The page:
Sheri Shannon, co-founder of civic association Hull Street Action, believes this may result in the continued neglect of historical inequities within certain communities.
Sharon North, public information manager for the Department of Public Works, which is fronting the efforts, said they’ve been transparent with their projects with public meetings in neighborhoods. She adds that they “welcome involvement from the community and those who may be impacted by our work.”
In a statement, Jim Nolan, spokesman for Mayor Levar Stoney, said the administration looked forward to working with the City Council and Bike Walk RVA to engage the community on implementing open streets — especially as the city reopens.
Though there were virtual town halls in June, Shannon said she only recently heard about the survey, adding to the barriers of accessibility and who attends. Further, the survey was advertised and only available to take online, leaving residents without internet access unable to weigh in.
“A great first step is just to ask and listen. Because it is very much so possible that residents in the South Side want a bike lane. But they also want a few other things,” Shannon said, noting safety for children and public art to slow down speeding vehicles. “We’re talking about accessibility. Like, how can you even get to where you’re going if you have to walk in the middle of the road to get there?”
As the city works to balance priorities in the midst of a pandemic that disproportionately affects Black and Latino communities — in Richmond alone, they make up more than 80% of cases — and ongoing protests calling for the defunding of police, the inequities that existed long before a virus rocked the city’s core remain intact.
Some people fear that without taking into account the role race, ethnicity and location plays in urban planning — a profession in which 80% are white and 51% are male, according to Data USA — the barriers to safe streets will only widen. Mariah Williams, a Black urban planner based in Richmond, agreed.
Williams said concerns of communities of color often rely on factors that some planners may overlook, such as policing in public spaces, especially as the country battles with its record of police violence that disproportionately affects Black communities; the concept of feeling physically safe in public spaces in the aftermath of the death of Ahmaud Arbery, a Black man fatally shot while he was out jogging in Georgia; how transportation planning language is not made accessible to residents outside of the advocacy bubble; and how permanently poor road conditions, pedestrian walkways and sidewalks limit mobility.
Without acknowledging that the city’s starting with inequitable conditions, Williams added, people of color in low-income areas will struggle to benefit.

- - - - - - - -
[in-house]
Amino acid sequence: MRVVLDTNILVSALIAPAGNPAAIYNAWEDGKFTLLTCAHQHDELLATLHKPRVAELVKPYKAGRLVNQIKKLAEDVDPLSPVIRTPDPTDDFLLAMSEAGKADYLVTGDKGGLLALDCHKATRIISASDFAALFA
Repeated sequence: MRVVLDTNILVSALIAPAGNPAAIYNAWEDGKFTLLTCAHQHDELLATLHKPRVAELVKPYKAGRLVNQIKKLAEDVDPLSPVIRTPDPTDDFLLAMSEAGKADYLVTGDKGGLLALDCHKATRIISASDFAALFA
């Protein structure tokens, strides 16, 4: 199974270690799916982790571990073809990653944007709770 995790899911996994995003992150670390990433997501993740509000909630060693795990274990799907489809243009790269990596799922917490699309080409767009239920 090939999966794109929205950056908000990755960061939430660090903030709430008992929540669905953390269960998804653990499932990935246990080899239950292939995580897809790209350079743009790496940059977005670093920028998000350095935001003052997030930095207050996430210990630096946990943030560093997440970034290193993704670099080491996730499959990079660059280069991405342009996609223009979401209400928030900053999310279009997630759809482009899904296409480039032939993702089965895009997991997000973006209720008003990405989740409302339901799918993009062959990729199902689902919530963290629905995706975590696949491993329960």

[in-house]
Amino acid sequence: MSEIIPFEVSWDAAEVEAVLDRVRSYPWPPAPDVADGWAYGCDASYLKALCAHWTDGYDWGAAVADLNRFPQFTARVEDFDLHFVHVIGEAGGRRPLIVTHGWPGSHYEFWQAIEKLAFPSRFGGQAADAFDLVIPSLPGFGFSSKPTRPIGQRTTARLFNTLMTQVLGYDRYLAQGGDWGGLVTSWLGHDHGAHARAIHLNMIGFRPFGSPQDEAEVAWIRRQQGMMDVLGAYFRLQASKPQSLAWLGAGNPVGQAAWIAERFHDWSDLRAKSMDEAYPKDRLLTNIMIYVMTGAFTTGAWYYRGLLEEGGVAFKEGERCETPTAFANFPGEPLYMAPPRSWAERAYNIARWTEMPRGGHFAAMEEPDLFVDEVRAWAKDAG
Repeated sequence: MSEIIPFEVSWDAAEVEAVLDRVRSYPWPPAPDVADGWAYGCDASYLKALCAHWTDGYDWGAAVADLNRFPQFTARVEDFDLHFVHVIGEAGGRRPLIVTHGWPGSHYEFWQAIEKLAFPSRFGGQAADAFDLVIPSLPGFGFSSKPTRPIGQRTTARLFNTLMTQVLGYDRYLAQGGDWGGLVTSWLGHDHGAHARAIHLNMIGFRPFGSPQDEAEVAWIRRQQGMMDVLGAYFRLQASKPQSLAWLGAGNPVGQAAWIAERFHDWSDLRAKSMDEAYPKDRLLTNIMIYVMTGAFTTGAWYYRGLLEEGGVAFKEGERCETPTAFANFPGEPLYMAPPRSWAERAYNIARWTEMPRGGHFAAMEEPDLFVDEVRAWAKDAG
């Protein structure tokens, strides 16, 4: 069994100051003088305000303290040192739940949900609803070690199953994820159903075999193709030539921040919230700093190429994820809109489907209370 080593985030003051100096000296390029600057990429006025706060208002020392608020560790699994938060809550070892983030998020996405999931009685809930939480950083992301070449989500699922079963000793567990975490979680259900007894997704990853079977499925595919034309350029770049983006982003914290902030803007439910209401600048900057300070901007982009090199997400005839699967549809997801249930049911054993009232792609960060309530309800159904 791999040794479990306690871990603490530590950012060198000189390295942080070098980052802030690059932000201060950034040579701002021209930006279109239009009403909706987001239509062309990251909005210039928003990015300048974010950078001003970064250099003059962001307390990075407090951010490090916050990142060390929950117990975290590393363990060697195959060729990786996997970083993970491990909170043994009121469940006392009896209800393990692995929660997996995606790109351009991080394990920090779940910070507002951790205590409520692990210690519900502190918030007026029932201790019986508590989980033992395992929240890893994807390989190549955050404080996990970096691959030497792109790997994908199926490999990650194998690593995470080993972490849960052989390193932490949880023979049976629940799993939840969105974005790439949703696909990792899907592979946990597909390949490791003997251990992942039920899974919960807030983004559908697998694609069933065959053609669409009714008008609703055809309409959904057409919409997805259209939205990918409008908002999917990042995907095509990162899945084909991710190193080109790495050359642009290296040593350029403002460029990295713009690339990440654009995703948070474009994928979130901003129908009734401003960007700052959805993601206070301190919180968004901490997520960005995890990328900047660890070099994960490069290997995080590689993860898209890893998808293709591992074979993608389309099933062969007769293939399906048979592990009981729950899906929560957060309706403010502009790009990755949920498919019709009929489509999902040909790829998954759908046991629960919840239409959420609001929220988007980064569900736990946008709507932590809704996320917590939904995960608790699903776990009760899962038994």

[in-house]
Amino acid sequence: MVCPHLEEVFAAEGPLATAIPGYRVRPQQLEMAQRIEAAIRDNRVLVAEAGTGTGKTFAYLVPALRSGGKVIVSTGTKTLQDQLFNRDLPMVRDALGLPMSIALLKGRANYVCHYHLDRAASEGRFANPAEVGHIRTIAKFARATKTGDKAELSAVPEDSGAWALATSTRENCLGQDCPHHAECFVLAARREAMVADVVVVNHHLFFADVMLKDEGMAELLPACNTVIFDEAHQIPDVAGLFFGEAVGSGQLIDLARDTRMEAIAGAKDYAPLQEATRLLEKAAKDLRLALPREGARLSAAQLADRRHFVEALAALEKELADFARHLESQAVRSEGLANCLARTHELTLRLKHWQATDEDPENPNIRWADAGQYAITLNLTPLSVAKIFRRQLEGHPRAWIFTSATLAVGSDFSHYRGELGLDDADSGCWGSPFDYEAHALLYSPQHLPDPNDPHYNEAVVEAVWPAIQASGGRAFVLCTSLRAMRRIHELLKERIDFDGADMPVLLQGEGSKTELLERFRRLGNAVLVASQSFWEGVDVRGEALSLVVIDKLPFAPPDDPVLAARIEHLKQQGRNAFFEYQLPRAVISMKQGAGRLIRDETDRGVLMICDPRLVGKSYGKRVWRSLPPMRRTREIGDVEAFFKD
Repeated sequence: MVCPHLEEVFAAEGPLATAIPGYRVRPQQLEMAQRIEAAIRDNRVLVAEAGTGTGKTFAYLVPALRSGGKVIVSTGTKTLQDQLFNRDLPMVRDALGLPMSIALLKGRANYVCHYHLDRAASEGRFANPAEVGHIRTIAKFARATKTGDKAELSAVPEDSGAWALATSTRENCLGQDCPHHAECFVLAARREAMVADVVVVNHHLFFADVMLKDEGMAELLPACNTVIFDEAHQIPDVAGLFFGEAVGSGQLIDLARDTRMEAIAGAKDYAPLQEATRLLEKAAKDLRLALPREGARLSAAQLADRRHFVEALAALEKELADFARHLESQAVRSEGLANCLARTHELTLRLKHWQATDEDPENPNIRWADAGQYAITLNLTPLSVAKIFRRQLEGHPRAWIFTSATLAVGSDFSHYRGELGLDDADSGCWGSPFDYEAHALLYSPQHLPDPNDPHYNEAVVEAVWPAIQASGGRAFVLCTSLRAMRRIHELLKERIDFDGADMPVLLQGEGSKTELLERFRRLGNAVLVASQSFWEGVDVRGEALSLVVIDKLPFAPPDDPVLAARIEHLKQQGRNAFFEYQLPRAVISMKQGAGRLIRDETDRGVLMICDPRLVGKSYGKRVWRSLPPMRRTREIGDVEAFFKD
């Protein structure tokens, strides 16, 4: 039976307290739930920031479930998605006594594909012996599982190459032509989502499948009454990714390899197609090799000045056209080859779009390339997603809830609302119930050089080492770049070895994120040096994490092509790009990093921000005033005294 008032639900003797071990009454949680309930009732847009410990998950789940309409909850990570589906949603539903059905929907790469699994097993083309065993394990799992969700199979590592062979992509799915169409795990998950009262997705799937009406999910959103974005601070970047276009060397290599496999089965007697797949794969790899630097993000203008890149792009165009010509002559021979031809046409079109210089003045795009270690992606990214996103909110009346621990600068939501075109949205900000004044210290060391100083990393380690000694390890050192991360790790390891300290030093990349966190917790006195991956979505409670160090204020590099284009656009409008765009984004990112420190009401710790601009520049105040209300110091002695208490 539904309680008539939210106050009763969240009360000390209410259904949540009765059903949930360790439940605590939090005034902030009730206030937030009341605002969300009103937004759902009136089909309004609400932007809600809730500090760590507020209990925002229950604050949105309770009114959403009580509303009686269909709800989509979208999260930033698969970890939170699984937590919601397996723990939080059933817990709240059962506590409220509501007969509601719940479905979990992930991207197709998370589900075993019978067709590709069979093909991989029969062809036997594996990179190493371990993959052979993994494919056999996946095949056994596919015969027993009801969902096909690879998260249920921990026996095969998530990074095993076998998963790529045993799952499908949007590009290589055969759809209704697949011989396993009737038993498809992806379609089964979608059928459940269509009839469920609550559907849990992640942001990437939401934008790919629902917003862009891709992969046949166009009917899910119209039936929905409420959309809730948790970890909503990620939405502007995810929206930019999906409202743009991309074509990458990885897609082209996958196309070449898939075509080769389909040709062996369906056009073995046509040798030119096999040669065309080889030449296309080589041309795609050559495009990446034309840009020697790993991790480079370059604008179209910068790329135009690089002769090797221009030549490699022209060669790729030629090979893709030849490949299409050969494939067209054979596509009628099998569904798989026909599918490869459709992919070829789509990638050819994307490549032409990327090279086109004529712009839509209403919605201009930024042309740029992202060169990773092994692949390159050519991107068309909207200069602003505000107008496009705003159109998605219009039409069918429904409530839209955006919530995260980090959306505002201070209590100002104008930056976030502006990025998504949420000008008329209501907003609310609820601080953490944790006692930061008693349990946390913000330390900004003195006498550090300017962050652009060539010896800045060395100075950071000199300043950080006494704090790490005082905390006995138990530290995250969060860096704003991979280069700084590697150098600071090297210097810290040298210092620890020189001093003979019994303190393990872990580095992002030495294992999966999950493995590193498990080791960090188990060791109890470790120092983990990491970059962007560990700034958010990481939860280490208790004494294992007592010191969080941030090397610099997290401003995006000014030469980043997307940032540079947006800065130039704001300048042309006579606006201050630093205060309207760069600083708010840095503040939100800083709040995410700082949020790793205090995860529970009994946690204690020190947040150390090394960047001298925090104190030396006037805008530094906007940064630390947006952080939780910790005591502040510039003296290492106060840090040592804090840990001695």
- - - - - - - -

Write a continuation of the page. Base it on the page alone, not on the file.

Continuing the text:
“Who’s this for? Who’s going to be most impacted? When we think of things like bike lanes and pedestrian infrastructure and all of the technical ways that we often talk about these changes, in my mind, I almost automatically think, ‘Oh, these are for white folks,’” Williams said. “Not for communities of color. Not for marginalized communities.”
Despite under-representation in transit advocacy groups, the number of Black, Latino and Asian cyclists continues to skyrocket, reports the League of American Bicyclists. Largely due to problematic road conditions in neighborhoods, the same equity report said the fatality rate for Hispanic cyclists is 23% higher than their white counterparts. For Black cyclists, that number rises to 30%.
In Richmond, the number of bicycle and pedestrian injuries, gaps in bicycle and pedestrian infrastructure, and heat levels are highest in the 8th and 9th districts, said Louise Lockett Gordon, director of Bike Walk RVA and former epidemiologist for the Virginia Department of Health. Lockett Gordon added this highlights why each street would have different options: a curbside lane; an extension to a sidewalk; repurposing a lane to walking and biking only.
“The long game is making sure that we recognize we have specific gaps in some of our areas. And how do we prioritize our bicycle and pedestrian build-out to look at those places first?” Lockett Gordon said. “That means we have to prioritize in our budget more toward bicycle and pedestrian infrastructure.”
Jakob Helmboldt, a pedestrian, bicycle and trails coordinator for DPW, said that quantifying money spent can be difficult unless it is a stand-alone project.
DPW didn’t answer what the cost of implementing these measures would be or how much money has been invested in bike lanes in previous years by time of publication. But Jones said anything can happen.
“It’s whether or not council and the administration is going to do something right now,” Jones said. “We’re going to be in this space for a while.”